Margherita Malatesta

Margherita Malatesta of the House of Malatesta (1370 – 28 February 1399) was the wife of Francesco I Gonzaga of the powerful House of Gonzaga, the ruler of Mantua in Northern Italy, whom she married in 1393.[1] They were already related through the marriage of his sister, Elisabetta, to her brother, Carlo.[1][2] Francesco's first wife Agnese Visconti had been executed for infidelity in 1391.[3] Margherita and Francesco I were the parents of Gianfrancesco I the first Marquis of Mantua. Gianfrancesco married Paola Malatesta,[1] daughter of Malatesta IV, in 1409.

Margherita Malatesta
Consort of the ruler of Mantua
Маргарита Малатеста.jpg
Coat of armsBlasone Malatesta.svg
Reign1393-1399
PredecessorAgnese Visconti
SuccessorPaola Malatesta
Born1370 (1370) -->
Died(1399-02-28)February 28, 1399
Mantua
BuriedChurch of San Francesco (Mantua)
Noble familyHouse of Malatesta
Spouse(s)Francesco I Gonzaga
Issue
FatherGaleotto I Malatesta
MotherElisabetta da Varano

The network of related women Margherita Malatesta, Alda d'Este, and Elisabetta and Margherita Gonzaga are considered to have tied together the courts of Mantua, Ferrara, Rimini and Pesaro.[4] The Gonzaga family struck medals of Margherita.[5] Margherita brought the hereditary disease of rickets to the Gonzagas, which manifested itself periodically in the lords of Mantua until the 16th century. She died on February 28, 1399 and was interred in Church of San Francesco in Mantua, in the mausoleum of the Gonzagas.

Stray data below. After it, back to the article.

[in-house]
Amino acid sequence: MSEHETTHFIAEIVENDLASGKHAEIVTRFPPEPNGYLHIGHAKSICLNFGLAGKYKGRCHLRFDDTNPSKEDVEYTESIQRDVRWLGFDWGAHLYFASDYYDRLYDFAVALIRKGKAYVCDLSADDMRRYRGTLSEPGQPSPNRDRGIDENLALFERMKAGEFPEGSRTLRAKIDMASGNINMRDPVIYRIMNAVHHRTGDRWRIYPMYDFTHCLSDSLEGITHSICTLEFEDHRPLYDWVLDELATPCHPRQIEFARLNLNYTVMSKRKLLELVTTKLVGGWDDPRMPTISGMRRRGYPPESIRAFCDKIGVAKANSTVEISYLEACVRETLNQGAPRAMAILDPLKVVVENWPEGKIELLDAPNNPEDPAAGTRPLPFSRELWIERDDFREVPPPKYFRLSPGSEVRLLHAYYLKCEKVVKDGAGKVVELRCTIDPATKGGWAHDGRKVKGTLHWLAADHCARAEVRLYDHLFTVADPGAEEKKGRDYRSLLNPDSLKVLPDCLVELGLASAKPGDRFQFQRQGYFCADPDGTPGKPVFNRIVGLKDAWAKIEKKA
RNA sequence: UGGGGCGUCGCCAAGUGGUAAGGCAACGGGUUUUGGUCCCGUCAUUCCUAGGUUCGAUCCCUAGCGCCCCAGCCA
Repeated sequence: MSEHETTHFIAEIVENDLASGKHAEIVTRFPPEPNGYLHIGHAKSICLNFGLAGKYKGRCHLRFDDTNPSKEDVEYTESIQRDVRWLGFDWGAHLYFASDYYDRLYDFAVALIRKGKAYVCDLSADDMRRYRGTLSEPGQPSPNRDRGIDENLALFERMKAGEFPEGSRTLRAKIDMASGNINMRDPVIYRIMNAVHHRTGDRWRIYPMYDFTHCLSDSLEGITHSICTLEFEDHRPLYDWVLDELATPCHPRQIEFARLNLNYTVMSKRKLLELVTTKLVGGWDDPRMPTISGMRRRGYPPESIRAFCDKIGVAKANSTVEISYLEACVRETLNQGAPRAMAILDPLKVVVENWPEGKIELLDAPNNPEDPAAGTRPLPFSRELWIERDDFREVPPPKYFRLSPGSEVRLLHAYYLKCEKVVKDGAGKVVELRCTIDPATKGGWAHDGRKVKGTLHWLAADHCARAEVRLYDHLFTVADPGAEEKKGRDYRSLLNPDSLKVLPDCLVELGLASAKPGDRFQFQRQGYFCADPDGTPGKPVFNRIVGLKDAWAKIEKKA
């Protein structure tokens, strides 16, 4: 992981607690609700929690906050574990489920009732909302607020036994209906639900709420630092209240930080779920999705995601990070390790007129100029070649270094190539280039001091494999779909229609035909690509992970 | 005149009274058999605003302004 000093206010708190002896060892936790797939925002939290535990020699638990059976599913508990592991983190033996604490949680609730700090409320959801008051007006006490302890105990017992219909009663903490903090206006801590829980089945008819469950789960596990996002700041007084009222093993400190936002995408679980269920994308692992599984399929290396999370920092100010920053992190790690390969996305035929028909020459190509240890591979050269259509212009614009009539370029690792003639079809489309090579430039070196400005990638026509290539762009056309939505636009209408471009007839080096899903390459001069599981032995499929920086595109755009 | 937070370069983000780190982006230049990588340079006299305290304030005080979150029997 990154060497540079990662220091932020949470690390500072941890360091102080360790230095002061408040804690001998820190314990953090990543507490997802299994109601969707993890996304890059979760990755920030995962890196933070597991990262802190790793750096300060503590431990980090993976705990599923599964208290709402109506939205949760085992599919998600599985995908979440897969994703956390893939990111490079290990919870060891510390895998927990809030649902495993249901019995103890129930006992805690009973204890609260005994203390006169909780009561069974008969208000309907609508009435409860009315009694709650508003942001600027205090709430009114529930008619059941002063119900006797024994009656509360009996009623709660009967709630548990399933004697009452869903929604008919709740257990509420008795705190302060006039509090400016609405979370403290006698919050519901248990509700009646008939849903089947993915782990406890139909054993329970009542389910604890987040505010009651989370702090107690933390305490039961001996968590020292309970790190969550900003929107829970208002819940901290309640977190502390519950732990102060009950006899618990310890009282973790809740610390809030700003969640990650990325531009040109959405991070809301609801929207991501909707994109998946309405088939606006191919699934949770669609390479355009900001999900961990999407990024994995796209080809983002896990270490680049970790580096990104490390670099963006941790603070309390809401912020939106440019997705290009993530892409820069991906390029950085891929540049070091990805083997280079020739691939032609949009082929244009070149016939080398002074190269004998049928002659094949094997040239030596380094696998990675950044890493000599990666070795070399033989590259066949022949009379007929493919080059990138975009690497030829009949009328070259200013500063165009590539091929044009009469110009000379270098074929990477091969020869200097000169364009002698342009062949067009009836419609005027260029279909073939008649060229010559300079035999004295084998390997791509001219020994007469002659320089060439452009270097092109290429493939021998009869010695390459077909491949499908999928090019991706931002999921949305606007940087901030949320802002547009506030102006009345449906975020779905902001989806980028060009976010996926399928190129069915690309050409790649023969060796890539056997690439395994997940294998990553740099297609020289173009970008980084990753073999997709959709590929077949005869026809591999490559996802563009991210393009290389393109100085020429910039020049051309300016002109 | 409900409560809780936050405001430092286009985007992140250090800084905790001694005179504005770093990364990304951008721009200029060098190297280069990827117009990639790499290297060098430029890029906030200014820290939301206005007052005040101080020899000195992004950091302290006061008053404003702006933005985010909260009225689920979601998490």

IssueEdit

Francesco and Margherita had two children:

  • Gianfrancesco (1395 - 1444), his successor and the marquis of Mantua;[1][2]
  • Susanna, who died young.

GalleryEdit

ReferencesEdit

  1. ^ a b c d Robert Tavernor (1998). On Alberti and the Art of Building. New Haven and London: Yale University Press. p. 125.
  2. ^ a b Giovanni Paccagnini; Maria Figlioli Paccagnini (1986). Palazzo Ducale of Mantua. Mantua: Electa.
  3. ^ Christopher Kleinhenz (2004). Routledge Revivals: Medieval Italy. 2 (1 ed.). Routledge.
  4. ^ Isabella Lazzarini (2015). Communication and Conflict: Italian Diplomacy in the Early Renaissance, 1350-1520. Oxford: Oxford University Press. p. 142.
  5. ^ H. R. Storer (1888). "The Medals of St. Charles Borromeo". American Journal of Numismatics. 23 (2): 35.

BibliographyEdit

  • Adelaide, Murgia (1972). I Gonzaga. Milan: Mondadori.
  • Giancarlo, Malacarne (2010). Gonzaga, Genealogie di una dinastia. Modena.
  • Litta Biumi, Pompeo. Famiglie celebri italiane (in Italian). Milano: Luciano Basadonna Editore. CS1 maint: discouraged parameter (link)
  • Giuseppe Amadei; Ercolano Marani, eds. (1980). I ritratti gonzagheschi della collezione di Ambras. Mantua.

External linksEdit